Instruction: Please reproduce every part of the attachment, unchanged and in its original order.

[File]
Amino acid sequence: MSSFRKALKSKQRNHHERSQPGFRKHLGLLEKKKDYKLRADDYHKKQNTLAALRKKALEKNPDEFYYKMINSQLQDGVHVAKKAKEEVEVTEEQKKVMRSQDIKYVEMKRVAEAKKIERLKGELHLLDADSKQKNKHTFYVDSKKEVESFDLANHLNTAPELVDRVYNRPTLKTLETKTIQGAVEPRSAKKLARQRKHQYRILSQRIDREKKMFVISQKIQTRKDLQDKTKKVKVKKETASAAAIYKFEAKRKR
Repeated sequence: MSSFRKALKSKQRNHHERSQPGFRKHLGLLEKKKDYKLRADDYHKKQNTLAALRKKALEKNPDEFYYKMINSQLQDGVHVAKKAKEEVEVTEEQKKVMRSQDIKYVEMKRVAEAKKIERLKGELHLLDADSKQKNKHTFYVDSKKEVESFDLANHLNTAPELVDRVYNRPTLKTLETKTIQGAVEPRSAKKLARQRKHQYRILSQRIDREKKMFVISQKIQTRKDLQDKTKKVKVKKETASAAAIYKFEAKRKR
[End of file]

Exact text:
Amino acid sequence: MSSFRKALKSKQRNHHERSQPGFRKHLGLLEKKKDYKLRADDYHKKQNTLAALRKKALEKNPDEFYYKMINSQLQDGVHVAKKAKEEVEVTEEQKKVMRSQDIKYVEMKRVAEAKKIERLKGELHLLDADSKQKNKHTFYVDSKKEVESFDLANHLNTAPELVDRVYNRPTLKTLETKTIQGAVEPRSAKKLARQRKHQYRILSQRIDREKKMFVISQKIQTRKDLQDKTKKVKVKKETASAAAIYKFEAKRKR
Repeated sequence: MSSFRKALKSKQRNHHERSQPGFRKHLGLLEKKKDYKLRADDYHKKQNTLAALRKKALEKNPDEFYYKMINSQLQDGVHVAKKAKEEVEVTEEQKKVMRSQDIKYVEMKRVAEAKKIERLKGELHLLDADSKQKNKHTFYVDSKKEVESFDLANHLNTAPELVDRVYNRPTLKTLETKTIQGAVEPRSAKKLARQRKHQYRILSQRIDREKKMFVISQKIQTRKDLQDKTKKVKVKKETASAAAIYKFEAKRKR